UPDATE #2, Oct. 20
Kitsap County commissioners have decided to appeal the latest court ruling to the Washington State Supreme Court. See the story I wrote for the Oct. 20 Kitsap Sun.
UPDATE, Sept. 25
Kitsap County commissioners have decided to ask the court to reconsider its ruling that would invalidate the county’s Critical Areas Ordinance when it comes to shorelines. See the story I wrote for today’s Kitsap Sun. I will have more details as they become available.
While Kitsap County officials gear up to rewrite the county’s Shoreline Management Master Program, they have been handed a hot potato they cannot ignore.
As I describe in a story in today’s Kitsap Sun, the Washington State Court of Appeals has thrown out the county’s shoreline buffers written into law when the county commissioners updated the Critical Areas Ordinance.
Property-rights advocates feel vindicated, and rightfully so. They have spent their own money — more than $100,000 — to fight a county they feel should be standing up for their rights. (See Karl Duff’s column from Feb. 25.) Meanwhile, the county uses public money to fight them back. Victory is sweet for the winners, but it comes at a price.
I hate to say it, but that’s the way things go. When environmental advocates win, they also wonder why they have wasted money battling the government. And if you are a government official, you try not to lose to either side — which is not easy in a case like this, because both sides were suing them at the same time.
Supporters of property rights have many grievances, and they have a right to speak up. But this week’s court decision must be kept in perspective.
Did the county commissioners violate private property rights when they increased shoreline buffers? Did they rely on the wrong scientific studies? Did they mistakenly apply uniform buffers when they should have considered the ecological value of each shoreline segment?
Maybe, maybe not. But the court never got to those questions. Let me recount the history.
Four years ago, when the county was updating its Critical Areas Ordinance (see Title 19), the commissioners essentially decided to leave 35-foot shoreline buffers in place until they updated the Shoreline Management Master Program (see Title 22). At that time, they thought the update would be just a year or two away.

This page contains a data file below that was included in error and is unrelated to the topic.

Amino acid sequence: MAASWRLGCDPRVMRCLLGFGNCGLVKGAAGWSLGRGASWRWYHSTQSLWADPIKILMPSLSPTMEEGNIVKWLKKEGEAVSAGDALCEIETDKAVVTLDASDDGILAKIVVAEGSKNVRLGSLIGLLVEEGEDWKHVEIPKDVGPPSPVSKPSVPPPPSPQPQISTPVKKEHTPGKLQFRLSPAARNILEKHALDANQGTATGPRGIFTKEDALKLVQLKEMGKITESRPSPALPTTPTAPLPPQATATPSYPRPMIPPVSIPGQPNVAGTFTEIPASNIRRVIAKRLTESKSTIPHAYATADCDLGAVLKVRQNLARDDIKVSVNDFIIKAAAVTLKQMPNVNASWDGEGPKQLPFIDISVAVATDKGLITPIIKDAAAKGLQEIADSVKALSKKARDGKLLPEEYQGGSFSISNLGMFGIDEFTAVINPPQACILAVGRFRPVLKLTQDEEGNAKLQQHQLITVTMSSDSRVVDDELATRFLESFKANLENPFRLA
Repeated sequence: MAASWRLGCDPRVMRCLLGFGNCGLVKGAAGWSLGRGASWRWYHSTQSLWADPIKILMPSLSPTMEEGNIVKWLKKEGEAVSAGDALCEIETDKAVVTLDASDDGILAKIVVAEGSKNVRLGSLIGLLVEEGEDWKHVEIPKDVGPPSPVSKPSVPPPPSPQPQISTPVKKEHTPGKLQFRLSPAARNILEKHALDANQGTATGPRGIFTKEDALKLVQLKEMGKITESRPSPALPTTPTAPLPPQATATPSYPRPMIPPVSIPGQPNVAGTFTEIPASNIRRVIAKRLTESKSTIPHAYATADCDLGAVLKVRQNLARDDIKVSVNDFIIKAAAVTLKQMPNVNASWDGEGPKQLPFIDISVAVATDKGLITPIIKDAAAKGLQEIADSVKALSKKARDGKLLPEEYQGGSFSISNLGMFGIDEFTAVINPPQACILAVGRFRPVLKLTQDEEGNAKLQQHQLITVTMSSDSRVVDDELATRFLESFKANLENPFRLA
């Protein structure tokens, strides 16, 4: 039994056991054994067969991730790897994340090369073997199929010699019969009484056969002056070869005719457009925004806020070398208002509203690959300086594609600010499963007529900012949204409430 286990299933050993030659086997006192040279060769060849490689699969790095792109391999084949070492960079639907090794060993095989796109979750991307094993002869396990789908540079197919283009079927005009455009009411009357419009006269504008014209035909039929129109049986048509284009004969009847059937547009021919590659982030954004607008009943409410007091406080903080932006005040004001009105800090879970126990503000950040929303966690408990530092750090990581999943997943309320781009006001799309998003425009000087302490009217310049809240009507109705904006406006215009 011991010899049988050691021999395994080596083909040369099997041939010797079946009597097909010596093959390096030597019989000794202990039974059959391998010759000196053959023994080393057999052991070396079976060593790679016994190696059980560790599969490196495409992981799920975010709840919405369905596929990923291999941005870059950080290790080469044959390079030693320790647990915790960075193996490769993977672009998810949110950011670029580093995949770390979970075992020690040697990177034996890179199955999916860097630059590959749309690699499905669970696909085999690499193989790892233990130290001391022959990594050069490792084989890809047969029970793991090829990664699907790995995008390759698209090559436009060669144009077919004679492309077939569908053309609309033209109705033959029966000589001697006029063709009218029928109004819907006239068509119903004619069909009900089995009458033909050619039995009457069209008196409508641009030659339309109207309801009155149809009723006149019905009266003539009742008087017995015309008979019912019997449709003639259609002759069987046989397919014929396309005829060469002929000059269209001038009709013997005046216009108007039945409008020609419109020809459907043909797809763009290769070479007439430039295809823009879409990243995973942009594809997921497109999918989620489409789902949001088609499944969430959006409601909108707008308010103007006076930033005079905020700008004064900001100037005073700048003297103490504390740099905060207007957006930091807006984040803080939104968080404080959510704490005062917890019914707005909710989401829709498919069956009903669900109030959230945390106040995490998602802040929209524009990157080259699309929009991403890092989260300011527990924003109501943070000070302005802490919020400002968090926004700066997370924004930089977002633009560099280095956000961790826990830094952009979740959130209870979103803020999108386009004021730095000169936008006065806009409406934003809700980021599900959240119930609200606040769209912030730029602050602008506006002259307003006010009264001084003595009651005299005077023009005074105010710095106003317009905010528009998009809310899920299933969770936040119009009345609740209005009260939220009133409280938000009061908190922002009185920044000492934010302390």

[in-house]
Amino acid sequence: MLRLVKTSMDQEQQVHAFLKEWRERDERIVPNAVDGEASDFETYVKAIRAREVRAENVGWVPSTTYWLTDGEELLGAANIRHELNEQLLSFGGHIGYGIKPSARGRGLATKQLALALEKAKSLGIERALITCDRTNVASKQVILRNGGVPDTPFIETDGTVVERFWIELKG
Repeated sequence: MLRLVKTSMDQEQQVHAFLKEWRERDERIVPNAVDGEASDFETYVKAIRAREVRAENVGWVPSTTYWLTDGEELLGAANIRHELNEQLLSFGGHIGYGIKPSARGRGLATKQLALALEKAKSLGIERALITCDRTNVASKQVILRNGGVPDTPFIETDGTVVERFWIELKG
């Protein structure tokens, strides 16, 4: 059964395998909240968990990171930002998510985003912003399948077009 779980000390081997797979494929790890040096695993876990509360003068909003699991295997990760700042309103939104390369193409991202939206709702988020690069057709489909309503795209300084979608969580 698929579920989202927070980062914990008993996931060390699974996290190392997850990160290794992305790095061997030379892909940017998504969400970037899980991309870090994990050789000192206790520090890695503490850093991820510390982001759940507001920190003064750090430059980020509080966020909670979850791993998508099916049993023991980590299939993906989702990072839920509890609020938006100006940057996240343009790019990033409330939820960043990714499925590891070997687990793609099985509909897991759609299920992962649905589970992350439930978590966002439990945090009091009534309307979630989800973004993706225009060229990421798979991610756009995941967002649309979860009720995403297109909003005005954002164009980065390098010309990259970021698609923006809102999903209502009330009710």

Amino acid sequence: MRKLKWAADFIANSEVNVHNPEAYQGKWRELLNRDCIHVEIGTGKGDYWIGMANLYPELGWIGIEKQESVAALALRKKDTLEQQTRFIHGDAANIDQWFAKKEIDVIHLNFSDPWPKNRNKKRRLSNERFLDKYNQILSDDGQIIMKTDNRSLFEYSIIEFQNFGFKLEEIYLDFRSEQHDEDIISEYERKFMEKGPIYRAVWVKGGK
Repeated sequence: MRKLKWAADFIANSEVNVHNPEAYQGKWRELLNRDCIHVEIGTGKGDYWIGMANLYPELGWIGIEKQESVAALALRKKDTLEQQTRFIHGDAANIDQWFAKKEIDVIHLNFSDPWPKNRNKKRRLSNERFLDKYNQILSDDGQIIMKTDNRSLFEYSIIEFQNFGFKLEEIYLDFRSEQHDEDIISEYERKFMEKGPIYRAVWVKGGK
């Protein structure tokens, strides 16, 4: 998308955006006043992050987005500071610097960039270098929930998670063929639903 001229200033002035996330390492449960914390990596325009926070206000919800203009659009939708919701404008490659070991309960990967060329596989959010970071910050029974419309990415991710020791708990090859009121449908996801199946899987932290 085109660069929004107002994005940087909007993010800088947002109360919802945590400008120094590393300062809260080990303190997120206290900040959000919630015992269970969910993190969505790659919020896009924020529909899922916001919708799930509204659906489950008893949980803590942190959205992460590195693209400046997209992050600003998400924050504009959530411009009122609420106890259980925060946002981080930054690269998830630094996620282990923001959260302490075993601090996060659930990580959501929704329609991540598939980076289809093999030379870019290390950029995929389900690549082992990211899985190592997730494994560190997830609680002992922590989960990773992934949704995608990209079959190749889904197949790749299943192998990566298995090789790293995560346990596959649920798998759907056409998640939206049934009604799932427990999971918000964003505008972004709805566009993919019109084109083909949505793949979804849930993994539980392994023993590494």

The Central Puget Sound Growth Management Hearings Board ruled that the commissioners could not follow that course of action, because such buffers would not adequately protect habitat for salmon, some of which are listed under the Endangered Species Act.
So the commissioners went back to the drawing board and approved new shoreline buffers of 50 feet for urban areas and 100 feet for rural and semi-rural areas. They said the buffers would get closer scrutiny and might even be reduced during the shorelines plan update.
Those buffers were challenged on multiple grounds by the Kitsap Alliance of Property Owners. KAPO’s arguments were rejected by the hearings board (which was not allowed to address constitutional issues) and by Superior Court Judge Craddock D. Verser, who ruled that the county had followed “a reasoned process to address the necessity of protecting the identified functions and values” of critical areas. See my story of July 2, 2008.
That was before the State Supreme Court handed down a decision that interpreted the intertwined Growth Management Act and Shorelines Management Act as saying shorelines rules can be changed only by amending the county’s shorelines plan. See my story from Aug. 1, 2008.
And that was the controlling factor in this week’s decision. The county commissioners — and KAPO — were right the first time when they tried to delay any significant action on shoreline buffers. The appeals court acknowledged the confusion created for cities and counties by the Legislature and the State Supreme Court. You can review the comments in my story today or read the Appeals Court opinion for yourself.
Why does it matter whether the buffers are approved under one law or another? Besides the legal process, it is important to understand that the laws are distinct in their philosophies and procedures.
The Growth Management Act is a newer law, balancing the goals of allowing development and protecting property rights against the goals of protecting the environment and preserving rural areas. The county approves its plans and ordinances — including the Critical Areas Ordinance — subject to review by one of the growth hearings boards appointed by the governor.
The Shorelines Management Act lays out permitted uses along with specific provisions for protecting the shoreline environment. Some say it is more protective of property rights. The county approves its shorelines plan, subject to a veto by the Washington Department of Ecology. In fact, Ecology has the right to deny any shorelines permit approved by the county.
After the Supreme Court ruled that only shorelines plans can set regulations for shorelines, I was told by one or more county officials that Kitsap County might still have some hope of prevailing. Unlike most counties, it turns out that Kitsap’s shorelines plan does not list buffers when it comes to development. Instead, the shorelines plan points people to the Critical Areas Ordinance to find the required buffers — so there really is no conflict between the two.
When it came to the court ruling, I guess that argument never got off the ground, given all the other facts in the case.